Putting these things into a discernible perspective, I would rather choose to remember Mr. Rawle Eastmond in a similar way that ‘Tom Adams’ spoke in relation to E.L. Carmichael who was also of the legal profession and whose benevolence far exceeded the merits to personal riches. Clarke may be right in saying that to challenge Ralwe Eastmond for the nomination to become the BLP candidate in the next general election “is unheard of in local party politics.” Less Mr. Clarke chooses to bypass that perception is often cited as being constitutive of politics; it would be then a death knell for him to encourage Mr. Eastmond to overlook issues of health and personal matters.
It is emotive and dangerously reckless that Mr. Clarke sees a challenge to Mr. Eastmond, even if backed by the hierarchy of the party for strategic reasons which prioritise party over personality, to be “unconscionable … if he [Eastmond] has expressed a desire to run again.” I would only ask Mr. Clarke to be consistent because his next statement actually is discordant and contradictory; “any action taken against Eastmond should be seen as an attempt to undermine the democratic process” within the constituency and party. That idea of undermining a process, Mr. Clarke, is a ludicrous connection; it weakens your argument if as you have said, the democratic process is being reopened for the first time in the history of party politics in Barbados.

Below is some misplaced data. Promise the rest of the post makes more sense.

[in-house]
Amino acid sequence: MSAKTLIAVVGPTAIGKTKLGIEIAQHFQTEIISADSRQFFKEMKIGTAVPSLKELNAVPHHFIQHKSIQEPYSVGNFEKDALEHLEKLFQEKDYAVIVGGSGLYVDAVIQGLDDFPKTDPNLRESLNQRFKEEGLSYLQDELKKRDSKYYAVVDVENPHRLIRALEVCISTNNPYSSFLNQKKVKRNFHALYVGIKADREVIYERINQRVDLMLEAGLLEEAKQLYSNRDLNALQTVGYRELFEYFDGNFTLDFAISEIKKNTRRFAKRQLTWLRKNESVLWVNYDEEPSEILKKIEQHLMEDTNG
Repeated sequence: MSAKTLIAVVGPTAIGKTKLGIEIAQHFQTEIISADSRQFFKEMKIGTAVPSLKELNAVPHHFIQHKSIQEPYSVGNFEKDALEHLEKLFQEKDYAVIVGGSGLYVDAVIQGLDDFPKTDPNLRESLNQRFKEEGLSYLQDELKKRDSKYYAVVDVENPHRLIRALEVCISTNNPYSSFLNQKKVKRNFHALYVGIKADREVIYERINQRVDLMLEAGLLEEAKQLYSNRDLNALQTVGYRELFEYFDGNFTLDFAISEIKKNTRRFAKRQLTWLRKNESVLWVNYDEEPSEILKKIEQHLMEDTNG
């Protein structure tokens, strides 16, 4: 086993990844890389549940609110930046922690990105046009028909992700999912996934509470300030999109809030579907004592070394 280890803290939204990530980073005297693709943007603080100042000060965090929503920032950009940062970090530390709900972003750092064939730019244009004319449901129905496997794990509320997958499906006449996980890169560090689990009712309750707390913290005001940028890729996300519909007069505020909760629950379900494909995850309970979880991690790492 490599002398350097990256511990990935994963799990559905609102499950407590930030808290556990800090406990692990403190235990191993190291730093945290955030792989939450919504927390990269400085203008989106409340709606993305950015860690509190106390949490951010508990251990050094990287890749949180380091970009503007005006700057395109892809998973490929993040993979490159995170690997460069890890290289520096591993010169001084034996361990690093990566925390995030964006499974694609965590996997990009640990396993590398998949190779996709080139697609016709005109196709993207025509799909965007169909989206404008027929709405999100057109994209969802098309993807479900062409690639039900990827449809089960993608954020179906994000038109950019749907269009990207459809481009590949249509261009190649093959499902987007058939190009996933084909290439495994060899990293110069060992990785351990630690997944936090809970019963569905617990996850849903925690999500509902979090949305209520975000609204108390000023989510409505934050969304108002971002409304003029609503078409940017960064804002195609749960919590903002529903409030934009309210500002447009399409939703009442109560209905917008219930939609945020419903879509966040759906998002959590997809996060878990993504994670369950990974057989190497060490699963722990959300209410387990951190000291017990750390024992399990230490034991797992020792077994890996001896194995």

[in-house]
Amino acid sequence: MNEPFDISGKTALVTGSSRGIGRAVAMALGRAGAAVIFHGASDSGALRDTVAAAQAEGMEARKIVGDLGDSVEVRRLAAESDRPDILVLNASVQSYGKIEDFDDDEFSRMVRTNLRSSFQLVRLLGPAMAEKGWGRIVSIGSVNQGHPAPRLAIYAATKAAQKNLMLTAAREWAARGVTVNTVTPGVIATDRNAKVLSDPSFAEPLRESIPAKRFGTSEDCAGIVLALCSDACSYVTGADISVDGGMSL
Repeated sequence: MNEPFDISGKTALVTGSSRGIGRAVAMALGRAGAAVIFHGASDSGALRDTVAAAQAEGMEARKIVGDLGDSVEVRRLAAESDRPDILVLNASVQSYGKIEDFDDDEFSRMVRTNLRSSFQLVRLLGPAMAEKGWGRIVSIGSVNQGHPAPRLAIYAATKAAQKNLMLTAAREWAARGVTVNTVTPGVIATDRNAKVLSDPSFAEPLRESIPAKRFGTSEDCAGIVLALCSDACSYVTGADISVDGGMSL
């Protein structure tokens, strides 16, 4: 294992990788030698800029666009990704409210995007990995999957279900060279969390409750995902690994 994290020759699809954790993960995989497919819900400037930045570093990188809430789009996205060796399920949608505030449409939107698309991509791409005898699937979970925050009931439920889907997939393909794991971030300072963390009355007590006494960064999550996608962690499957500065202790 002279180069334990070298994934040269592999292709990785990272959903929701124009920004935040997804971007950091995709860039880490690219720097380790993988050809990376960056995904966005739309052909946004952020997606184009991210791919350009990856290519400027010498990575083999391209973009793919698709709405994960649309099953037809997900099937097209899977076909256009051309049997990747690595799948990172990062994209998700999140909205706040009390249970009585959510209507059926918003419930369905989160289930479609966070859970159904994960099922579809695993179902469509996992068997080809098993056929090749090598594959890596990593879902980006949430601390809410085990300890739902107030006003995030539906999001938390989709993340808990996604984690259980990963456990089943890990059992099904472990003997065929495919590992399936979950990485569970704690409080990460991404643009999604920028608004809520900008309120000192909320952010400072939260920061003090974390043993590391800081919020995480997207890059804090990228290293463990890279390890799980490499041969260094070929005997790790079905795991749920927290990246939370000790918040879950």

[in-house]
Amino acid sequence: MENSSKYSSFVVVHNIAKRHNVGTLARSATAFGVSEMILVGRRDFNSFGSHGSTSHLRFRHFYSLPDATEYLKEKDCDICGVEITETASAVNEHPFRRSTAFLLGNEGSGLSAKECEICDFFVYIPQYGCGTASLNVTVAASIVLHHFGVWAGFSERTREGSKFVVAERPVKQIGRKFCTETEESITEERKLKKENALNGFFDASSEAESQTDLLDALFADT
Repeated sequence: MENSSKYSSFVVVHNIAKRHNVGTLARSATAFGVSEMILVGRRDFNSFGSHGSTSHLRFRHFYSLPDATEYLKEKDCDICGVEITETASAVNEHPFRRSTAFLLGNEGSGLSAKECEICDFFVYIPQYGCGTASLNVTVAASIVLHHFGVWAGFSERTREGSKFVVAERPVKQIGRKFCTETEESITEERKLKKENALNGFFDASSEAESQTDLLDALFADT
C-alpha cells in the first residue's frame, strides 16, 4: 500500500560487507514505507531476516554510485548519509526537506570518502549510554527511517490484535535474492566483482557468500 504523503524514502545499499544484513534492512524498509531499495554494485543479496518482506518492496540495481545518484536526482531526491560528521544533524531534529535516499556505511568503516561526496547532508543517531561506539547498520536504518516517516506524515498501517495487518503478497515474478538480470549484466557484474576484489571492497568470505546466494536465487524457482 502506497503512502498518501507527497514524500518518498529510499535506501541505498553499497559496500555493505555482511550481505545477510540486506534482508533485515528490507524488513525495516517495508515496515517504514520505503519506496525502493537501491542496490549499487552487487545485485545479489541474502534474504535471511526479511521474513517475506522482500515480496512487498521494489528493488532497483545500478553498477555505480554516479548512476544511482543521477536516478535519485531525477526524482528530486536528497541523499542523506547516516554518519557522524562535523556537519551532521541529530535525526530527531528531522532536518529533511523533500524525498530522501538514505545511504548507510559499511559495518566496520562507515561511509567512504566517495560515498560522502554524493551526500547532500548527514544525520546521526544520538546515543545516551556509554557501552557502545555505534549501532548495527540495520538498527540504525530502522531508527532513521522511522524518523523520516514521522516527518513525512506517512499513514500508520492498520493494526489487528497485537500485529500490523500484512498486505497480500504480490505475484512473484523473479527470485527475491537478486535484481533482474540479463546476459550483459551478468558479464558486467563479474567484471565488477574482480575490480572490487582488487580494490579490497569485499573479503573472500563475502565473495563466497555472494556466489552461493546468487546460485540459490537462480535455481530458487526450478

May I remind or inform you Mr. Clarke that Carmichael left the BLP and joined the DLP; he became Deputy Speaker in the House of Assembly, but his praises were still sung by all and sundry. Rawle Eastmond too has been a good servant of the people of St. James North. I am sure that when he reflects on his success in 2008 at a time in his life when he was plagued by illness, he would reach the realisation that it was his willingness to press forward “decently, and honestly and sincerely try to plead with people to extend the hand of mercy and charity towards each other,” that brought him home when the party endured defeat.
I cannot and will not tell Rawle Eastmond what to do under the current circumstances. But if I am a friend then I too shall be honest with him. I will say to Rawle Eastmond: ‘you have done your time, you have gone above and beyond to serve; you are admired and respected by a majority of your constituents. The time has now come, when someone should be positioned to serve Rawle Eastmond and the other residents of St. James North. My only proviso, is that I would also say to Rawle, do not encourage persons who speak or write on your behalf to do so with impunity or malice because it will surely be perceived that you are the ‘power broker’ behind that person.